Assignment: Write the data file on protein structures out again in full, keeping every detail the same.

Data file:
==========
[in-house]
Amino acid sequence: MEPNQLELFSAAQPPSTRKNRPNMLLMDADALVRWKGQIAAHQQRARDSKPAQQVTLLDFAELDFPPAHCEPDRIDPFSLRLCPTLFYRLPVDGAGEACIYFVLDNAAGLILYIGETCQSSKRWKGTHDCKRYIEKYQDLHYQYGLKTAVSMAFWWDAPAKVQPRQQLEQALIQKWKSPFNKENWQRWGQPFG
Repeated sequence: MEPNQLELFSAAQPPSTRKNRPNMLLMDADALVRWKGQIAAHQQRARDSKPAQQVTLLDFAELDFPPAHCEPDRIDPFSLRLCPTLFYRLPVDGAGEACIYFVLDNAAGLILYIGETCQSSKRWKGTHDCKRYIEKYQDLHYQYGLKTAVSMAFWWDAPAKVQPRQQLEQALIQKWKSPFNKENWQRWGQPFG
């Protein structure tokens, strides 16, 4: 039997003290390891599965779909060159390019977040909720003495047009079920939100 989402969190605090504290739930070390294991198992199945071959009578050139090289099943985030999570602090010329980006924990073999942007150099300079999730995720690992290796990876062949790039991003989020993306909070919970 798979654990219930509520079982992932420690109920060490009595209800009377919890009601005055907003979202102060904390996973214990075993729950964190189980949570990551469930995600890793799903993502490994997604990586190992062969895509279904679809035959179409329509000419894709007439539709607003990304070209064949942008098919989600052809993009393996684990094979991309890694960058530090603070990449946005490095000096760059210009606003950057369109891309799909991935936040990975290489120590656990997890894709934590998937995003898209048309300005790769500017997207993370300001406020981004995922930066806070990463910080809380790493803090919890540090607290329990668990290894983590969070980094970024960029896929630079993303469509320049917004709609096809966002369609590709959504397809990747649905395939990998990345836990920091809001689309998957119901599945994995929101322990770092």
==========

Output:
[in-house]
Amino acid sequence: MEPNQLELFSAAQPPSTRKNRPNMLLMDADALVRWKGQIAAHQQRARDSKPAQQVTLLDFAELDFPPAHCEPDRIDPFSLRLCPTLFYRLPVDGAGEACIYFVLDNAAGLILYIGETCQSSKRWKGTHDCKRYIEKYQDLHYQYGLKTAVSMAFWWDAPAKVQPRQQLEQALIQKWKSPFNKENWQRWGQPFG
Repeated sequence: MEPNQLELFSAAQPPSTRKNRPNMLLMDADALVRWKGQIAAHQQRARDSKPAQQVTLLDFAELDFPPAHCEPDRIDPFSLRLCPTLFYRLPVDGAGEACIYFVLDNAAGLILYIGETCQSSKRWKGTHDCKRYIEKYQDLHYQYGLKTAVSMAFWWDAPAKVQPRQQLEQALIQKWKSPFNKENWQRWGQPFG
């Protein structure tokens, strides 16, 4: 039997003290390891599965779909060159390019977040909720003495047009079920939100 989402969190605090504290739930070390294991198992199945071959009578050139090289099943985030999570602090010329980006924990073999942007150099300079999730995720690992290796990876062949790039991003989020993306909070919970 798979654990219930509520079982992932420690109920060490009595209800009377919890009601005055907003979202102060904390996973214990075993729950964190189980949570990551469930995600890793799903993502490994997604990586190992062969895509279904679809035959179409329509000419894709007439539709607003990304070209064949942008098919989600052809993009393996684990094979991309890694960058530090603070990449946005490095000096760059210009606003950057369109891309799909991935936040990975290489120590656990997890894709934590998937995003898209048309300005790769500017997207993370300001406020981004995922930066806070990463910080809380790493803090919890540090607290329990668990290894983590969070980094970024960029896929630079993303469509320049917004709609096809966002369609590709959504397809990747649905395939990998990345836990920091809001689309998957119901599945994995929101322990770092």